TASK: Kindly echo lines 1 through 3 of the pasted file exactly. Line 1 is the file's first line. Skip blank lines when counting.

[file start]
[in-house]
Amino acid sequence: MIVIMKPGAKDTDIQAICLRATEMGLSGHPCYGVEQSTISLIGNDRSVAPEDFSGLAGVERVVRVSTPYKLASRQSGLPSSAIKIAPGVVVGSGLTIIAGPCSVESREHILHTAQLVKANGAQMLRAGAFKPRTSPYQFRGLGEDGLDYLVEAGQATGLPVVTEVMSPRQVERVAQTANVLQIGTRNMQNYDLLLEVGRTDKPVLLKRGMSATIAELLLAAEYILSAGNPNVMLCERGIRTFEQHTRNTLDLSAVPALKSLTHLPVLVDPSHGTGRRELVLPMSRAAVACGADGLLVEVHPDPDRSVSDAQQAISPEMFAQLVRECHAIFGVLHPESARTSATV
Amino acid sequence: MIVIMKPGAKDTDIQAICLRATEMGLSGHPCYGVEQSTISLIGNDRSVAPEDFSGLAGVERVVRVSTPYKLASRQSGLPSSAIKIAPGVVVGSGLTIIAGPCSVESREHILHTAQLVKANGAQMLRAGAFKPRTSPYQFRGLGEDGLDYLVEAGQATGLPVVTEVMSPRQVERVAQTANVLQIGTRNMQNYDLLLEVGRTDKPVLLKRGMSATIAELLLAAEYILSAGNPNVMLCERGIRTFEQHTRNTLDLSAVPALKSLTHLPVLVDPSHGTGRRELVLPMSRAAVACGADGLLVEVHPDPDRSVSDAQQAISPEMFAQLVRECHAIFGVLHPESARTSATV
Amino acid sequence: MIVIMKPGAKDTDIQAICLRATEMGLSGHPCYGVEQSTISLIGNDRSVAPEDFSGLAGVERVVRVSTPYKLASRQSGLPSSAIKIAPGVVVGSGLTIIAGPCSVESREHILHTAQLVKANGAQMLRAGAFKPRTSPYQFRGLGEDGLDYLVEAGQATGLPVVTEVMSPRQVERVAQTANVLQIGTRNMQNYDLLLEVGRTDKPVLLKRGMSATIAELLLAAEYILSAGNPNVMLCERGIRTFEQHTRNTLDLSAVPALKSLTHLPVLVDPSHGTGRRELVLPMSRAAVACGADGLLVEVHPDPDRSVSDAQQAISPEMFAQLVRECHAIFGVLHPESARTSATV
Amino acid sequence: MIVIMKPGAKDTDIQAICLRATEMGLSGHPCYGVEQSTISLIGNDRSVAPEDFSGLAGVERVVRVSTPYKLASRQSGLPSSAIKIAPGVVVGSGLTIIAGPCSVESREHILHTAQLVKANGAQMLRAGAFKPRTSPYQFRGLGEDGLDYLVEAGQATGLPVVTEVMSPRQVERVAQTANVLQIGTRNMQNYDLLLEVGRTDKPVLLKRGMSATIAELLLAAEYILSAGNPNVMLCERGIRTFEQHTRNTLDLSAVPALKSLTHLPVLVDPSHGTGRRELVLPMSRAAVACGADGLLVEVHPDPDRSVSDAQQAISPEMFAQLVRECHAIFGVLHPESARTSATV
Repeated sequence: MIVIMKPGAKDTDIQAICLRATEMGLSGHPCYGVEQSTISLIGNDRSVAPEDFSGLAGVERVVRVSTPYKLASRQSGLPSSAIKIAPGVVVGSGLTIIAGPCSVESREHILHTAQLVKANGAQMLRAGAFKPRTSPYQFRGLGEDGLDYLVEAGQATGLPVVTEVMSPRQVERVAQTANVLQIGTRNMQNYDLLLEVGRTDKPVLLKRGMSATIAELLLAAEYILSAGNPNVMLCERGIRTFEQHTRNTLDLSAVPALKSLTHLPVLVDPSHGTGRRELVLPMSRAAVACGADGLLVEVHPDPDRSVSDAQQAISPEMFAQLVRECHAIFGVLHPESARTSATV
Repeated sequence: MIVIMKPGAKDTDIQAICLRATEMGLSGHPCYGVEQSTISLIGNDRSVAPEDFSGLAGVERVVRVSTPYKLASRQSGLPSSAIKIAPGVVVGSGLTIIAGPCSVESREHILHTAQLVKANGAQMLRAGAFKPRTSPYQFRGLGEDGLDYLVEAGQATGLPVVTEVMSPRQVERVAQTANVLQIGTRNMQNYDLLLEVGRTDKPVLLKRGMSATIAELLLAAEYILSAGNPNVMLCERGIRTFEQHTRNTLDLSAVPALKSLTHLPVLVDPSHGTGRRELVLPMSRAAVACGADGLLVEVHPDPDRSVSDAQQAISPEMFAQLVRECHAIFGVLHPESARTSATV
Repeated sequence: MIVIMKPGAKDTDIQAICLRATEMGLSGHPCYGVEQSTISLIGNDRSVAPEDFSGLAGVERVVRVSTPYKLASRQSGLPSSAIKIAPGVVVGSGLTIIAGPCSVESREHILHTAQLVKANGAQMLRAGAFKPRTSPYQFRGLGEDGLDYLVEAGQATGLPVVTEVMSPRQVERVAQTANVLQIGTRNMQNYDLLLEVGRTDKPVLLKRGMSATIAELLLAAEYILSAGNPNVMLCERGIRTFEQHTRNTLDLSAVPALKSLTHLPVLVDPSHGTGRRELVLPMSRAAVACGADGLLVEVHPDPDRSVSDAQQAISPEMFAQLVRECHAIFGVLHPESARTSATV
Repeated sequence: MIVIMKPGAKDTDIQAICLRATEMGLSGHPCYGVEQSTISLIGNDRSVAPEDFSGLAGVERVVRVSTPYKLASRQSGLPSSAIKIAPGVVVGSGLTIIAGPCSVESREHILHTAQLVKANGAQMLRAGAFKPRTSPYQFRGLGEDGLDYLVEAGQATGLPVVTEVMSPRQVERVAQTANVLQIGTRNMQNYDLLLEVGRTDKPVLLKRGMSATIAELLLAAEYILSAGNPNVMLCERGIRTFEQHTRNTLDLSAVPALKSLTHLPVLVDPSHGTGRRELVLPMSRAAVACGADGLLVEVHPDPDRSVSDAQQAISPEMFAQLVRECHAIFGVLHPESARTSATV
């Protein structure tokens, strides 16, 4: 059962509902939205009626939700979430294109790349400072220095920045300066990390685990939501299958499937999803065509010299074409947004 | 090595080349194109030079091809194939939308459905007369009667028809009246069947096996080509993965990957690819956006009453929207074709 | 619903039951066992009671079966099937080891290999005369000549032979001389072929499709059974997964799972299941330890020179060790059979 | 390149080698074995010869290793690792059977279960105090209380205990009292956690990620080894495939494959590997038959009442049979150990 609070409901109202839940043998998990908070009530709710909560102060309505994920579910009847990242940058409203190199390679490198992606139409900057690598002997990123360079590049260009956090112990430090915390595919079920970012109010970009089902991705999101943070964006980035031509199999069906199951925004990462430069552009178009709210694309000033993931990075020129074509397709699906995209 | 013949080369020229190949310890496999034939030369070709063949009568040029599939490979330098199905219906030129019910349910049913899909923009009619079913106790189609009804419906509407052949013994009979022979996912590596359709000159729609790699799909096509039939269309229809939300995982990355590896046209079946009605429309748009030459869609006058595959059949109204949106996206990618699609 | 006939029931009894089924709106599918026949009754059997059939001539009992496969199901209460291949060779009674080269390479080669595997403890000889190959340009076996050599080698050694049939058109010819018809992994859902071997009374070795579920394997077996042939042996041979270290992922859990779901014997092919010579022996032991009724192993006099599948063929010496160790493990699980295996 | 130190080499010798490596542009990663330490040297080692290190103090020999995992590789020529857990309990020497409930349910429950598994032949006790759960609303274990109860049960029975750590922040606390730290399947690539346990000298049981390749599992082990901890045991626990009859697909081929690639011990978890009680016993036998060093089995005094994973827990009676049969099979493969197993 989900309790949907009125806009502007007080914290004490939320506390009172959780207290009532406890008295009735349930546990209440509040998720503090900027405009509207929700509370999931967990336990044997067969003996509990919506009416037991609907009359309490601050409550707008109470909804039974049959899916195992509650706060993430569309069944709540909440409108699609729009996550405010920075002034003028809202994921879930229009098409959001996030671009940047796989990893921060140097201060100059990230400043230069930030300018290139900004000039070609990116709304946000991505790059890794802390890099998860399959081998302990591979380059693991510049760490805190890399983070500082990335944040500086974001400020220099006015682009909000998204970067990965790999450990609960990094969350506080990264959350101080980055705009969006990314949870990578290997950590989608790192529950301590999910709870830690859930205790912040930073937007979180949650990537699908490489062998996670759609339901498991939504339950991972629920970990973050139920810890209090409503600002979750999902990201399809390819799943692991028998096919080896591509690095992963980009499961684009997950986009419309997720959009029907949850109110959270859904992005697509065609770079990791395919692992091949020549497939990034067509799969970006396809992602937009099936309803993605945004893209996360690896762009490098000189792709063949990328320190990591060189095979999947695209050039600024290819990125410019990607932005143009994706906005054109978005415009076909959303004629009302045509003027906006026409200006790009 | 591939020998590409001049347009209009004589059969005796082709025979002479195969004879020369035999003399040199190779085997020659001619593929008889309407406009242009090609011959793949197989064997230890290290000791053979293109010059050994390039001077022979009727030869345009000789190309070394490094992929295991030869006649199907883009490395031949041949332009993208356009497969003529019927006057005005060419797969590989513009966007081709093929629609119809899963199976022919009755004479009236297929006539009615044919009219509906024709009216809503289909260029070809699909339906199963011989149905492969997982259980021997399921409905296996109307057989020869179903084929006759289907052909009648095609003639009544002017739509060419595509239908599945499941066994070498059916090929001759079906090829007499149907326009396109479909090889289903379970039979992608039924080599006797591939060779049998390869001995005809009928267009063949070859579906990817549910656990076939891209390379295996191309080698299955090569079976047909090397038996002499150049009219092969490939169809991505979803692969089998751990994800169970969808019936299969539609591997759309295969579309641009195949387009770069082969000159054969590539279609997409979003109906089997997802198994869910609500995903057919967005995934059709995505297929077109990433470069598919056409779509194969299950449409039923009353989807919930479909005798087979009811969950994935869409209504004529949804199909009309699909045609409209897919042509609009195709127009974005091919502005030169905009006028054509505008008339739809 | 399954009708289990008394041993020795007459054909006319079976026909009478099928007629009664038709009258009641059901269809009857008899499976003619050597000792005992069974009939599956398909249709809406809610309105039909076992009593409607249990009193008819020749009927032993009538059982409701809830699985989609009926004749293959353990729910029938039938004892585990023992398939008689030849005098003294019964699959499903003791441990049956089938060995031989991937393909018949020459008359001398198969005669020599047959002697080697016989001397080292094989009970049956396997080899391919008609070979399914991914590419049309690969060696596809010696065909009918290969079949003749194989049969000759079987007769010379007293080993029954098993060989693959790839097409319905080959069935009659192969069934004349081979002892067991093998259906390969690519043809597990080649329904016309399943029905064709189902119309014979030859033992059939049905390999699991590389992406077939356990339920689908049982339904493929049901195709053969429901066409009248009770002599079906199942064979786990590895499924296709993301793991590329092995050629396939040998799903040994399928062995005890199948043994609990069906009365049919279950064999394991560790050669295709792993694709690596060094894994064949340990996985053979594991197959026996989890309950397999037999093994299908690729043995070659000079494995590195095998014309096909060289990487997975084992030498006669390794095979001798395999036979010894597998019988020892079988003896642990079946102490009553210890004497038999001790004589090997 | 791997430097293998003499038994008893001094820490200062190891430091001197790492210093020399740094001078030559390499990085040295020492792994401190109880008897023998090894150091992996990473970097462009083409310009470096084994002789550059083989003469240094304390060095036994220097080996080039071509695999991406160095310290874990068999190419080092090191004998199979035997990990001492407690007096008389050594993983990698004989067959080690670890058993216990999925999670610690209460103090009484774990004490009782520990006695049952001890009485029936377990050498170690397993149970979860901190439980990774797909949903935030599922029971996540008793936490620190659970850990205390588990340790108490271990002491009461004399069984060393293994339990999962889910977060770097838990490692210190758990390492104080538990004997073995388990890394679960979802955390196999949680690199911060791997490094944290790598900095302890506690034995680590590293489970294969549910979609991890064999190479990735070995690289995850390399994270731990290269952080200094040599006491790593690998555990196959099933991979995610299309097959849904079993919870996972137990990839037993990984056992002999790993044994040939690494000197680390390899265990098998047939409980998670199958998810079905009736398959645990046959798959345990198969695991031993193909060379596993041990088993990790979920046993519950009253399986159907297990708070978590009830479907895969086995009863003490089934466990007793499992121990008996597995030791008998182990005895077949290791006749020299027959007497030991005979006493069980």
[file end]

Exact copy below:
[in-house]
Amino acid sequence: MIVIMKPGAKDTDIQAICLRATEMGLSGHPCYGVEQSTISLIGNDRSVAPEDFSGLAGVERVVRVSTPYKLASRQSGLPSSAIKIAPGVVVGSGLTIIAGPCSVESREHILHTAQLVKANGAQMLRAGAFKPRTSPYQFRGLGEDGLDYLVEAGQATGLPVVTEVMSPRQVERVAQTANVLQIGTRNMQNYDLLLEVGRTDKPVLLKRGMSATIAELLLAAEYILSAGNPNVMLCERGIRTFEQHTRNTLDLSAVPALKSLTHLPVLVDPSHGTGRRELVLPMSRAAVACGADGLLVEVHPDPDRSVSDAQQAISPEMFAQLVRECHAIFGVLHPESARTSATV
Amino acid sequence: MIVIMKPGAKDTDIQAICLRATEMGLSGHPCYGVEQSTISLIGNDRSVAPEDFSGLAGVERVVRVSTPYKLASRQSGLPSSAIKIAPGVVVGSGLTIIAGPCSVESREHILHTAQLVKANGAQMLRAGAFKPRTSPYQFRGLGEDGLDYLVEAGQATGLPVVTEVMSPRQVERVAQTANVLQIGTRNMQNYDLLLEVGRTDKPVLLKRGMSATIAELLLAAEYILSAGNPNVMLCERGIRTFEQHTRNTLDLSAVPALKSLTHLPVLVDPSHGTGRRELVLPMSRAAVACGADGLLVEVHPDPDRSVSDAQQAISPEMFAQLVRECHAIFGVLHPESARTSATV